Somewhere in the packaged goods hall of fame there’s a plaque to the executive who found out how to double his company’s shampoo sales by adding a single word to the package. Up to that point, the instructions for using said shampoo were straightforward to the point of parody: Lather. Rinse. Our erstwhile marketing genius suggested that adding the word Repeat to the formula would get customers to use up the bottle twice as fast.
Damn! Marketing was so simple then.
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It makes me wonder, though, why the overwhelming majority of the proposals and ideas and RFP responses we crank out never even suggest the concept of Repeat. We build every program and concept to happen exactly once. There’s never even a suggestion of year two or how we’ll reinvest the data and do it again.
Have we so internalized the campaign nature of advertising that we just can’t imagine continuous business? Or is the revolving door of talent at agencies and the constant reshuffling of agencies by clients to blame? Hard to say for sure, but if we’re not designing and asking for the second iteration or the second year, then we are making the bed that we’ll sleep in… exactly once.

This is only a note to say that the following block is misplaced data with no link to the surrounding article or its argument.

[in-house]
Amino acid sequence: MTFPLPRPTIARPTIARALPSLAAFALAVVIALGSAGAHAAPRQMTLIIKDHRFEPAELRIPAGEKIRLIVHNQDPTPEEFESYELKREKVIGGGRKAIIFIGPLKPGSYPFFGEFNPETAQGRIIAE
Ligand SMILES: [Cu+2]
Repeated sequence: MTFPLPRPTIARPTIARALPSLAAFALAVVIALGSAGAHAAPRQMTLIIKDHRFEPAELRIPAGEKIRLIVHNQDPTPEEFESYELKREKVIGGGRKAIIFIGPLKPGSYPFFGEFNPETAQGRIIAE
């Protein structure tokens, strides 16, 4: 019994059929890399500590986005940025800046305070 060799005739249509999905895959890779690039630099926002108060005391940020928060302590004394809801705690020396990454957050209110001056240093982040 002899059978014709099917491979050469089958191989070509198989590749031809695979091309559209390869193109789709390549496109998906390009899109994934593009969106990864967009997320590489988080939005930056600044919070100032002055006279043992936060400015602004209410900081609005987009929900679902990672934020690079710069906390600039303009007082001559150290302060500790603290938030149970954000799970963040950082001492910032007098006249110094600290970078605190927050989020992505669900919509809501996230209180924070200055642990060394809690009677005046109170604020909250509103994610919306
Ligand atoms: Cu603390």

When I lead sales workshops, I challenge teams to diagnose a potential client problem or issue and then prescribe a solution to the client using a single sheet of paper: show them graphically how you would arrange your products and capabilities to solve the problem. Sometimes these charts look like funnels or customer journeys or timelines. But almost without exception, there’s never an arrow or loop that suggests what happens next.
Can the data gathered or profiles developed be put back into the system for even more success? How does the program you’re developing learn and get smarter as it runs? We don’t know – and they certainly don’t – because we never ask or suggest such a thing.
Multiple times a week I hear from ad technology, audience and data companies who all seem to be running toward some kind of SaaS (Software as a Service) model. I know there are a lot of legitimate reasons to package and price their products this way. But I also wonder if they aren’t motivated by the staggering cost of replacing business every year. When you start each year with a base of zero, locking your customers into long term contracts must seem quite appealing.
One more thing to consider. If you haven’t thought through how your products will help the client in year two, why would they ever buy them in year one?
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